So THAT is what Juliet meant when she said, "...parting is such sweet sorrow, that I shall say goodbye till it be morrow"!! You could have heard a pin drop in the room. He had us gripped. When understood this now.
We didn't have time to bring each and every line of Shakespeare to life like this in our classroom. But this made me realize each line of Shakespeare has this much depth and beauty, has this much suggested within it. Genius.
In Patrick's class, I also got to play King Lear for five minutes. I rehearsed my lines for WEEKS in preparation of my five minute monologue. I memorized those lines quickly, but that was just the beginning. Memorizing was easy. As I repeated them in my head, in the grocery store, on the tube, drinking tea or beer... I repeatedly had "light bulb" moments as I understood more and more of what those lines meant. Once I was in the shower rehearsing out loud to myself, thinking I had not only memorized it all, but finally understood it fully, when I had another epiphany, "Oh my gosh! THAT'S what he's saying!!!!" I don't remember the lines anymore but I remember this moment of realizing one could study five minutes of Shakespeare for weeks, months, years, and still uncover more of what King Lear meant when considering his daughters' betrayals.
As a class, we attended a performance at The Globe - a year before it's 1997 official reopenning. We stood in the peasant's area - I stood at the foot of the stage, which came up to about chest-height. I got to lean my elbows onto the stage, see the expressions on the actor's faces, the drops of sweat. I didn't notice I also had to stand for three hours. I could have been floating.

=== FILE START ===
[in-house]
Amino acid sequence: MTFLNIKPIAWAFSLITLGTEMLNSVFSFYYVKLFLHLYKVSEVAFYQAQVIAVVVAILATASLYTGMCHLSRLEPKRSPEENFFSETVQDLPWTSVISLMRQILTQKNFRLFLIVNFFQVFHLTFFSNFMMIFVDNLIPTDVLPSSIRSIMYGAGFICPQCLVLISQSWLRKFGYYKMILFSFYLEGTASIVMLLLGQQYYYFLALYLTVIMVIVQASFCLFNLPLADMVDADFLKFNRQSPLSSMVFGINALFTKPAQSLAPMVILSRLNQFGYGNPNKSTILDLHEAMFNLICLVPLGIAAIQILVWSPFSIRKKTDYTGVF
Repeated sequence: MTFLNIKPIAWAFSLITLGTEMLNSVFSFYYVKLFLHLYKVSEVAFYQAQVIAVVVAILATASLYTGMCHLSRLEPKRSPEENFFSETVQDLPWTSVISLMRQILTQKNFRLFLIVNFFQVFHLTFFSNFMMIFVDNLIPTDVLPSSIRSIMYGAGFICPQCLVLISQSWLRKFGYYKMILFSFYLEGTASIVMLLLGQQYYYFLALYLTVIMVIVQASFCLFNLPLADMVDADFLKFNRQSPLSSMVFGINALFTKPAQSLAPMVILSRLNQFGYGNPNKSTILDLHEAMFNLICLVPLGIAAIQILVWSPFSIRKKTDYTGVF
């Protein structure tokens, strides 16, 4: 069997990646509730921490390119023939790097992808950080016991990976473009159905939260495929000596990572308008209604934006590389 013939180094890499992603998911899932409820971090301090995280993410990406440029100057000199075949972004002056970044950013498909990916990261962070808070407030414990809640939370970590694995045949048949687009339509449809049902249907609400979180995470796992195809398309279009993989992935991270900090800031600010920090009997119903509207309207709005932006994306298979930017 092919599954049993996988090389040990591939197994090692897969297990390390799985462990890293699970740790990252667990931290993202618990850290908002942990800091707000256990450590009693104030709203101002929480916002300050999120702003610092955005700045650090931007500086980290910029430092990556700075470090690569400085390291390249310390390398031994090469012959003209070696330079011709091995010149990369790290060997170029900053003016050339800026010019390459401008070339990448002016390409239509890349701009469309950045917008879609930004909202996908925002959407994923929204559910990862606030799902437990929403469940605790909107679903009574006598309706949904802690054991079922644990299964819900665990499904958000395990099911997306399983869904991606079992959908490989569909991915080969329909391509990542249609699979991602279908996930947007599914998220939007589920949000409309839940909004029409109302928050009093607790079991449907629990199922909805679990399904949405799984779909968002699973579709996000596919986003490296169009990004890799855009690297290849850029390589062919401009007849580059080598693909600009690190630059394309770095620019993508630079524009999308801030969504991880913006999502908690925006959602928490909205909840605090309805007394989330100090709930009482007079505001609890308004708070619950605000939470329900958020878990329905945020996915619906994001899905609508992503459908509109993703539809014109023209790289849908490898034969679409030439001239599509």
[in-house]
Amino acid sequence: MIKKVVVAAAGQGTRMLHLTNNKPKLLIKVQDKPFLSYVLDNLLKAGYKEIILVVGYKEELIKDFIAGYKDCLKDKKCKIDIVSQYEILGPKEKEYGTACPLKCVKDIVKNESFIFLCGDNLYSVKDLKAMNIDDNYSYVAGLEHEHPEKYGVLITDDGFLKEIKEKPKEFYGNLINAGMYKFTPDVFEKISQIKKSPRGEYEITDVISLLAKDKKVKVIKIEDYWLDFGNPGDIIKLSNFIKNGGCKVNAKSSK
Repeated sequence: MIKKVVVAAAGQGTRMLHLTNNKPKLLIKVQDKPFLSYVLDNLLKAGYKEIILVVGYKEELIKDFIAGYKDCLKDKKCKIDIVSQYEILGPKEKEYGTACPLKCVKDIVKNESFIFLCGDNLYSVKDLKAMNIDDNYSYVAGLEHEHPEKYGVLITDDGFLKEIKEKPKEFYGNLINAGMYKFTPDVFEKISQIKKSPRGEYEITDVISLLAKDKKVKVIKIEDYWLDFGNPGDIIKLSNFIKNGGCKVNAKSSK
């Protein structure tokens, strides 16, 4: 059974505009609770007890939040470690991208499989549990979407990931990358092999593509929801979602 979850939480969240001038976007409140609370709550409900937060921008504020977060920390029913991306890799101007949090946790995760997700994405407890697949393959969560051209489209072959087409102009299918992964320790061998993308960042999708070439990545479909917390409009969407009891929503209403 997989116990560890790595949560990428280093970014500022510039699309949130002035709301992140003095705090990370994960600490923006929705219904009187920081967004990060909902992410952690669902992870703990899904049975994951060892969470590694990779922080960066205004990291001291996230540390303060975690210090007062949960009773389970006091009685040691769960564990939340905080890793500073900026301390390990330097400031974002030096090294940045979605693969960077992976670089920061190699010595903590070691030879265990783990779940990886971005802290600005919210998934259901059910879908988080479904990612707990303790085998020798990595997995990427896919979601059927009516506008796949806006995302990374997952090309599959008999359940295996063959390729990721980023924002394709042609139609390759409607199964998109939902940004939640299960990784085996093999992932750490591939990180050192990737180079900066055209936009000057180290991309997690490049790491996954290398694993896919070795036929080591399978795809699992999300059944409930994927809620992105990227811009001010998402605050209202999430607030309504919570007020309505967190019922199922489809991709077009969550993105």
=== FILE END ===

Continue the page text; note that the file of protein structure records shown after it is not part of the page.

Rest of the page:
So, things are busy now and I almost didn't look at the details of the poster advertising the talk on Shakespeare and The Globe Theatre. But I did. And the presenter.... was Patrick Spottiswoode. Heartbroken and dismayed, I realized I had another commitment at the same time that I could not get out of. But I went to the last ten minutes of his talk, intending to sneak in unnoticed. But as I stood outside the door, I realized i couldn't go in. It was obvious he had his audience enraptured in a moment of Shakespearean Glory and I didn't want to break the spell by walking in. I knew the power of that moment. So I listened from outside the door. And when he finished, I went in and said hello. And, Thank You.